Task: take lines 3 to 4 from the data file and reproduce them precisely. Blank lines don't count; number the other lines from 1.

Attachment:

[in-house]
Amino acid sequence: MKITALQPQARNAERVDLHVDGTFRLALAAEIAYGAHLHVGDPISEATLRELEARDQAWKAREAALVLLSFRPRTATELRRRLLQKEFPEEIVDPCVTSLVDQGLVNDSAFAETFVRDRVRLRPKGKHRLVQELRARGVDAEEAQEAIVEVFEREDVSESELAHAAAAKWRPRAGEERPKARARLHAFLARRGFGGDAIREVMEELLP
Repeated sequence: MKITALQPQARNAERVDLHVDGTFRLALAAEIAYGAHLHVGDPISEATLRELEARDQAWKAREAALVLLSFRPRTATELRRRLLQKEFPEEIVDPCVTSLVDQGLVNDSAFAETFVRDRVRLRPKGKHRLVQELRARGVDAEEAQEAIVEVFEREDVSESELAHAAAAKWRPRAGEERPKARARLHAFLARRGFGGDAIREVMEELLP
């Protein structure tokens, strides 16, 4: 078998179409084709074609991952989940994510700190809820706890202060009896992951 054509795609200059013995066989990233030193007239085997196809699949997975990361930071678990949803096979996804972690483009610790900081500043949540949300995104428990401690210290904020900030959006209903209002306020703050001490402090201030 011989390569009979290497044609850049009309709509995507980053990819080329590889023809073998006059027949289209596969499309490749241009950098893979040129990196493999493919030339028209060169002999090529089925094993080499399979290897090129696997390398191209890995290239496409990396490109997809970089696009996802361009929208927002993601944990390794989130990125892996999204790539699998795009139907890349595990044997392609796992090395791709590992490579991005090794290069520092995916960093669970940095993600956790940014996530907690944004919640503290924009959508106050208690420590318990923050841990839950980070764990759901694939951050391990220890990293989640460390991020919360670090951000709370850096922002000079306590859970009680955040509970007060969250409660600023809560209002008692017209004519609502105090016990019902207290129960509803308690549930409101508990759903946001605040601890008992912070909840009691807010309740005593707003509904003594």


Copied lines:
Repeated sequence: MKITALQPQARNAERVDLHVDGTFRLALAAEIAYGAHLHVGDPISEATLRELEARDQAWKAREAALVLLSFRPRTATELRRRLLQKEFPEEIVDPCVTSLVDQGLVNDSAFAETFVRDRVRLRPKGKHRLVQELRARGVDAEEAQEAIVEVFEREDVSESELAHAAAAKWRPRAGEERPKARARLHAFLARRGFGGDAIREVMEELLP
């Protein structure tokens, strides 16, 4: 078998179409084709074609991952989940994510700190809820706890202060009896992951 054509795609200059013995066989990233030193007239085997196809699949997975990361930071678990949803096979996804972690483009610790900081500043949540949300995104428990401690210290904020900030959006209903209002306020703050001490402090201030 011989390569009979290497044609850049009309709509995507980053990819080329590889023809073998006059027949289209596969499309490749241009950098893979040129990196493999493919030339028209060169002999090529089925094993080499399979290897090129696997390398191209890995290239496409990396490109997809970089696009996802361009929208927002993601944990390794989130990125892996999204790539699998795009139907890349595990044997392609796992090395791709590992490579991005090794290069520092995916960093669970940095993600956790940014996530907690944004919640503290924009959508106050208690420590318990923050841990839950980070764990759901694939951050391990220890990293989640460390991020919360670090951000709370850096922002000079306590859970009680955040509970007060969250409660600023809560209002008692017209004519609502105090016990019902207290129960509803308690549930409101508990759903946001605040601890008992912070909840009691807010309740005593707003509904003594």